Colombia: Mayors Resign after Threats

NotiSur - South American Political and Economic Affairs, June 28, 2002 | Go to article overview

Colombia: Mayors Resign after Threats


More than 100 Colombian mayors have resigned this month or said they planned to after the Fuerzas Armadas Revolucionarias de Colombia (FARC) warned them that they would be considered military targets if they failed to step down. The government has refused to accept the resignations and said it would provide protection, but that has failed to convince the mayors.

In many areas, the rebels extended the threat to all municipal officials, effectively shutting down local governments and raising questions about whether democracy exists under such conditions. On June 25, the FARC broadened the threat further to cover all Colombian mayors, judges, and municipal officials.

Over half of Colombia's 32 departments have already seen collective resignations by mayors, town councilors, and judges, and the situation is likely to worsen. The officials find themselves between a rock and a hard place--threatened by the FARC to resign and, in many areas, threatened by the paramilitary Autodefensas Unidas de Colombia (AUC) if they do.

The Federacion Colombiana de Municipios (FCM) says that, since the beginning of 2001, 14 mayors have been killed and another 16 kidnapped. While mayors of rural towns have historically been targets of rebels and paramilitary groups, the latest threats seem to be a new FARC strategy to openly challenge the Colombian state and President-elect Alvaro Uribe. Uribe, elected in May on promises to hit the rebels hard, takes office Aug. 7.

Caqueta and Huila are first to receive threats

The current campaign against mayors began in early June, when the FARC declared 16 mayors in the department of Caqueta and seven in the department of Huila military targets.

The mayors resigned after Luis Carlos Caro Pacheco, mayor of Solita, in Caqueta department, was assassinated on June 5. He was killed while traveling to a meeting with mayors from other cities to discuss the rebel intimidation campaign.

On June 8, Defensor del Pueblo Eduardo Cifuentes Munoz called on the mayors not to resign despite the threats. "The only alternative Colombia has is to defend democracy, guarantee the lives of these people, and in that way confront this homicidal action...," said Cifuentes. He called the FARC strategy "the most serious threat made against the Colombian state in history."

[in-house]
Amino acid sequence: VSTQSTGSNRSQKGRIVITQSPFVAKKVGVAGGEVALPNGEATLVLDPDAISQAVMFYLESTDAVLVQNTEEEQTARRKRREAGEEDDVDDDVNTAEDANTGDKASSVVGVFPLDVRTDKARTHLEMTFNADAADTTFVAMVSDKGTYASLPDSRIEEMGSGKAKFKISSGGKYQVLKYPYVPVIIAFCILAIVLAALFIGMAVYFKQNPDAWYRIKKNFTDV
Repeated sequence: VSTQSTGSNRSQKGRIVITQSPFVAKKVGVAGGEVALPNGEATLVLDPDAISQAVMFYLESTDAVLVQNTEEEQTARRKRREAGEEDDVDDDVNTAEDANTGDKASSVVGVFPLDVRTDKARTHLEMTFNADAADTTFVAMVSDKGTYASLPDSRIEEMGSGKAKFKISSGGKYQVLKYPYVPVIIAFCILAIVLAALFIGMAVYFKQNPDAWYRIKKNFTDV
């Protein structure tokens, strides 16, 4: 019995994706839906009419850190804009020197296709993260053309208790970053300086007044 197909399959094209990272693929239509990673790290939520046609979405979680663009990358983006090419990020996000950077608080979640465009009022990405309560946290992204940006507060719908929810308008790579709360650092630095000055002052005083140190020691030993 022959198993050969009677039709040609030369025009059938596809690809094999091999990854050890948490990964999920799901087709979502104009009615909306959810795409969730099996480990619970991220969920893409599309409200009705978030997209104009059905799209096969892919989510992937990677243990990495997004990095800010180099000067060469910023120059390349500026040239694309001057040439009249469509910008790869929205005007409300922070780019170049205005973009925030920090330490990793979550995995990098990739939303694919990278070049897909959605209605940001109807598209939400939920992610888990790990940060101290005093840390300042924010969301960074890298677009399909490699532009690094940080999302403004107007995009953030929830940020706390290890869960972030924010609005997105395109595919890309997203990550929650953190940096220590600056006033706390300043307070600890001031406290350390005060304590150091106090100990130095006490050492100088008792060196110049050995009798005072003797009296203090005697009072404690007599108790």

Cifuentes said the FARC was using the threats to try to "eradicate and eliminate all authority in these departments" and create a new demilitarized zone, "an independent republic," where they can impose their own law.

On June 17, after a special national security meeting in Neiva, capital of Huila, 304 km southeast of Bogota, Defense Minister Gustavo Bell Lemus told the mayors that their resignations were illegal and that they must return to their jobs. Bell said the government would take whatever measures were necessary to protect the local officials.

FCM president Gilberto Toro said if officials want to resign, "it should be other reasons" than pressure from the FARC. He said 48 mayors "administer from outside their towns" for security reasons, and 37 of them are "in imminent risk" because of threats from illegal armed groups.

Mayors today are in the "same situation that Colombia's campesinos have been in for years," said Marcos Romero at the Universidad Nacional de Colombia. Totally abandoned by the state, rural residents in war-torn areas have few options: join the war, migrate to the slums surrounding the large cities, or be killed, kidnapped, or disappeared, he said.

The state is unable to protect the mayors everywhere because no security forces are even present in 180 of the country's 1,089 municipalities, said Romero.

Other regions also threatened

On June 21, 100 officials, including nine mayors, in Arauca, an oil-rich eastern state on the border with Venezuela, presented their resignations. But Arauca Gov. Eduardo Bernal refused to accept the resignations on orders from the central government. …

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